If you have never written multiple novels about the same set of characters, you will not have inside knowledge of the process I am going to talk about in this goofy blog post. Because you don’t fully understand what I am talking about, you are welcome to call me an obsessive-compulsive fool. I am definitely a fool, but I prefer to believe the obsessive-compulsive part is off base.
I fell in love with Dilsey Murphy.
“You’re kidding!” you say with a disbelieving smile. “You fell in love with a fictional character from one of your stupid hometown fantasies? Nonsense! Not only is she not real, she’s just a supporting character.”
I think that might be the one thing I love most about Dilsey. She’s never the one demanding to be on center stage. She’s a shy, sweet-natured girl from a big family who does the best she can to avoid being the ant under her brothers’ magnifying glass. And yet, when she is called upon for empathy, or a little bit of sister wisdom, she mines the gold from King Solomon’s mine.
You may not know this if you are not a writer of fiction, but a lot of the character-building process consists of compiling the character’s personal facts, personal history, and back story, developing an in-depth storehouse of details that may, in fact, never get used in any book, short story, or other writing. In order to create a character that feels real to the reader, an author must know the character far more intimately than the reader will ever be made privy to.
Dilsey is a member of the Murphy family who live in Norwall, Iowa. Her parents are Warren Murphy and Mary Murphy. Her father was a member of the infamous Murphy Boys, all of them brothers, that played brutal linebacker defense for the Belle City Broncos high school football team in the 1960’s. Mary Murphy is famous for being a small woman with a very large personality. The family is Catholic and of Irish heritage, determined to avoid church and yet hoping to get into heaven. They ar e also devout Minnesota Vikings football fans.
Dilsey’s older brother is Danny Murphy, a skinny, goofy kid that grows up into a reliable problem solver and mature young man. Danny eventually falls in love with Carla Bates, the sister of Blueberry Bates, Mike Murphy’s girlfriend. Danny and Carla marry in 1992.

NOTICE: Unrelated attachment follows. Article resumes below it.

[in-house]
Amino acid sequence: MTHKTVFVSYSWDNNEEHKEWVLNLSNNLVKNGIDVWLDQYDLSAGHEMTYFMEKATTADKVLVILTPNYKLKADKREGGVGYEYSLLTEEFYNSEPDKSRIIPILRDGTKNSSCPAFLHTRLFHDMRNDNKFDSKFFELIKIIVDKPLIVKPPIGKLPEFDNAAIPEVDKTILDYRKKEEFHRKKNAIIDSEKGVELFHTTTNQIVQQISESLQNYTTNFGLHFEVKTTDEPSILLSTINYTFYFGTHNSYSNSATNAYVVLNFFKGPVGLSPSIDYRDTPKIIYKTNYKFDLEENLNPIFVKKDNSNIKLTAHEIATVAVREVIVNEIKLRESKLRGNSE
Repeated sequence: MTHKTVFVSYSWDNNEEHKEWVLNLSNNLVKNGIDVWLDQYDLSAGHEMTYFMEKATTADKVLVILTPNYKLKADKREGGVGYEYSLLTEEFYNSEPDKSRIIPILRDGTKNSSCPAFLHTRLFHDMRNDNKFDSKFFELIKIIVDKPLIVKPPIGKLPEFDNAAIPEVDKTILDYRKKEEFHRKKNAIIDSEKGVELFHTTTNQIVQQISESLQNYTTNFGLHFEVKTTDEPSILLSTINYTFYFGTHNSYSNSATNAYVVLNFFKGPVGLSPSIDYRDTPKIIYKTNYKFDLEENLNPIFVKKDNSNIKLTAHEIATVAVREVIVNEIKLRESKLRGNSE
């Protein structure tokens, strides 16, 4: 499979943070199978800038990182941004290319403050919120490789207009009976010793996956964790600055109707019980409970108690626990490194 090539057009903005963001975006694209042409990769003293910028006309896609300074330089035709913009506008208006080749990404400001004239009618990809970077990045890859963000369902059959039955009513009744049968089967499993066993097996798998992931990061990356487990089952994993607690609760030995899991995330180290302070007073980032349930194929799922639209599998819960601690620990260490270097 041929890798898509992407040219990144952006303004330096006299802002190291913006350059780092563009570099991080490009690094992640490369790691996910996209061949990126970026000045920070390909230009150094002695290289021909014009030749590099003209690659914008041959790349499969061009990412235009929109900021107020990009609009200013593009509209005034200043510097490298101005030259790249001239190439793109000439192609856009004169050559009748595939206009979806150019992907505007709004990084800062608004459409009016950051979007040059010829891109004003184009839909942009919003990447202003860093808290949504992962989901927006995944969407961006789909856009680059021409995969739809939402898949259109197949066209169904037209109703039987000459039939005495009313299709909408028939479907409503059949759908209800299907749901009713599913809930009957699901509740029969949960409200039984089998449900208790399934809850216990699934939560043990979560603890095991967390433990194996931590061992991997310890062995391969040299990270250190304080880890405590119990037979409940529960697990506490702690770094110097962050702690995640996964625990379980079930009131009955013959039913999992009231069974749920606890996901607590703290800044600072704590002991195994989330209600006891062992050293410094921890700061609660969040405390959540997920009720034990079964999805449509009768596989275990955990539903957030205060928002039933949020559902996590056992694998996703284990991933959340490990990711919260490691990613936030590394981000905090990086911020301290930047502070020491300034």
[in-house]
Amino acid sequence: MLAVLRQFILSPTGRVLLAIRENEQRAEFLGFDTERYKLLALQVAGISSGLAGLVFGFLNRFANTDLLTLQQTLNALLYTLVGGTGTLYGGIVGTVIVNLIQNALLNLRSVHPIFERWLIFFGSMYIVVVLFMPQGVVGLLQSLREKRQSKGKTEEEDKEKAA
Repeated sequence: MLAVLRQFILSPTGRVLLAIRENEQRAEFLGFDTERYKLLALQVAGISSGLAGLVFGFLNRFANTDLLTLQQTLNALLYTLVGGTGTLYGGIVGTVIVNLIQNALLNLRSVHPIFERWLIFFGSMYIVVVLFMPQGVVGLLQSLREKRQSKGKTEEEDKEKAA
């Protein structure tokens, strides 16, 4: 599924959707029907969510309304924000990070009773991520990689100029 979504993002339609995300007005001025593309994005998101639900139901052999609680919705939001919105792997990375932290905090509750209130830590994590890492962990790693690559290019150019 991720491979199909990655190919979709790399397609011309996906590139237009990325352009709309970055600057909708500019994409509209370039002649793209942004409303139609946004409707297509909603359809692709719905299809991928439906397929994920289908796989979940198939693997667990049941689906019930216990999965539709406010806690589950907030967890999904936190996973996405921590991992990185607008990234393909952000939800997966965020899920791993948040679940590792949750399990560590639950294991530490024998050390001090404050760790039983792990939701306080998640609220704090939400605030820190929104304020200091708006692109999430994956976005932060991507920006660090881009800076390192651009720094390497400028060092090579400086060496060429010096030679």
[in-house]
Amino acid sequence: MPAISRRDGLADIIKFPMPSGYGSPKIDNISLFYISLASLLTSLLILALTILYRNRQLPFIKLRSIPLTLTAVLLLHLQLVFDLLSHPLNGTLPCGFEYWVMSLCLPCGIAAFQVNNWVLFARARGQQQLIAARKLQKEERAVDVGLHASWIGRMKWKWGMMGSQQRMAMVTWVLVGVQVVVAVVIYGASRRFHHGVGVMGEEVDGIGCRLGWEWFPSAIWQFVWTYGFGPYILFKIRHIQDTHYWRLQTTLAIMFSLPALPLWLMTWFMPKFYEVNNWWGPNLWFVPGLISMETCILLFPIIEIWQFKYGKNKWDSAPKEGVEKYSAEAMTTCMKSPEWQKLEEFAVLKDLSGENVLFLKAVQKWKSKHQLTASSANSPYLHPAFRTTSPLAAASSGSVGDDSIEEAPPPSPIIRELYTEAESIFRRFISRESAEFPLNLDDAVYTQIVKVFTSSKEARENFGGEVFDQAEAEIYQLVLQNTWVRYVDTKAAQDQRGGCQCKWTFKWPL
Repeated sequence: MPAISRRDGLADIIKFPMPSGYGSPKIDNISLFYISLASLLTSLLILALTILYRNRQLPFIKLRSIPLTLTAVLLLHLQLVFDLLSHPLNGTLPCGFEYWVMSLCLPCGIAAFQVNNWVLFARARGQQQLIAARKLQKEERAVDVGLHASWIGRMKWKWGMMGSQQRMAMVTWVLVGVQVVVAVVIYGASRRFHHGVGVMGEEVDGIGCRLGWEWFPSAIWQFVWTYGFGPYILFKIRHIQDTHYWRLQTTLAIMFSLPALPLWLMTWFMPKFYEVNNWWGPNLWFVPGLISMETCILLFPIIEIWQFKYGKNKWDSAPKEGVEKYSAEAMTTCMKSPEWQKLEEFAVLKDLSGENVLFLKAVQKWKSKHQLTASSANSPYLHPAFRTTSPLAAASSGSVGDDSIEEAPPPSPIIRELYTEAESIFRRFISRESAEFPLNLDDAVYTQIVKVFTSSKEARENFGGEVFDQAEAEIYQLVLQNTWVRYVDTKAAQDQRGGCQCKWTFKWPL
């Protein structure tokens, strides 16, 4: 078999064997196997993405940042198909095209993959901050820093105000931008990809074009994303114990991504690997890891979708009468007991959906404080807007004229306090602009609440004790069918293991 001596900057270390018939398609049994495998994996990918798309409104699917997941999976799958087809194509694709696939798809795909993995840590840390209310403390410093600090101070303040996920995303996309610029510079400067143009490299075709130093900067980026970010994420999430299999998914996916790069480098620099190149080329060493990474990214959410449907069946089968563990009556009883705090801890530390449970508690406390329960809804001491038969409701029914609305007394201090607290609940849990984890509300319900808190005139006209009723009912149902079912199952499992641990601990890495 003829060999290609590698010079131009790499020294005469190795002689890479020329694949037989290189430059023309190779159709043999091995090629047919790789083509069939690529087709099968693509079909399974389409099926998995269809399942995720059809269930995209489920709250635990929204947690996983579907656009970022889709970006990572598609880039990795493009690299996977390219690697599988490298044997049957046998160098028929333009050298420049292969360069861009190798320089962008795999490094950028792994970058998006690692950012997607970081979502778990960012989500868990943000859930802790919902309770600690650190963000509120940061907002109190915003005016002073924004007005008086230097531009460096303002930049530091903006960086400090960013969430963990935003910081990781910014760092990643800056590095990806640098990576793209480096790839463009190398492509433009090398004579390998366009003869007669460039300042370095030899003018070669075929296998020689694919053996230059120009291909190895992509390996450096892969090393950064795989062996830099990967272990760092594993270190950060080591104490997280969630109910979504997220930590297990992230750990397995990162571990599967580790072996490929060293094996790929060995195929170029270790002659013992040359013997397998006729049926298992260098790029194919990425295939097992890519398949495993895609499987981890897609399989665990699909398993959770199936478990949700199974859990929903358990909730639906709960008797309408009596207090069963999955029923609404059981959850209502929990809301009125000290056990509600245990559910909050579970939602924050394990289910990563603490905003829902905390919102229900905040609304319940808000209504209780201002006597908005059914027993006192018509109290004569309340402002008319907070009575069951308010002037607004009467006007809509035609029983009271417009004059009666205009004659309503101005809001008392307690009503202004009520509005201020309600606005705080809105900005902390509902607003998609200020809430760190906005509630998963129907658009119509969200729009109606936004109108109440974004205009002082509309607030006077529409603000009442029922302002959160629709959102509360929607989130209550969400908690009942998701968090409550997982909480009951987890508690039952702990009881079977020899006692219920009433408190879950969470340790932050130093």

Dilsey is the second oldest, born in 1977, so she is a young teen in most of the stories she appears in.
Mike Murphy is her younger brother, a member of the Norwall Pirates, a kids’ gang and 4-H softball team. Mike is a year younger than Dilsey. His girlfriend, Blueberry Bates, has a terrible secret, one that makes Mary Murphy turn resolutely against her even though she previously loved her. Mike and Dilsey refuse to abandon Blueberry even when Mike is forbidden to see her any longer.
Tim Kellogg is Mike’s best friend. Dilsey believes him to be a jerk and a hopeless goon. And yet, even though Dilsey hates him and is a year older than Tim, he is the only boy she dreams about naked. They eventually go on dates in high school and it is rumored that they will be married in 2000, though my hometown stories never progress beyond the 20th Century.
Dilsey is based on my unmarried sister and my daughter, though she really isn’t very much like either one in the long run.
Okay, so I know I haven’t sufficiently explained why I am so much in love with Dilsey Murphy. I, of course, take that as a challenge. I will write more stories. You will fall in love with her too.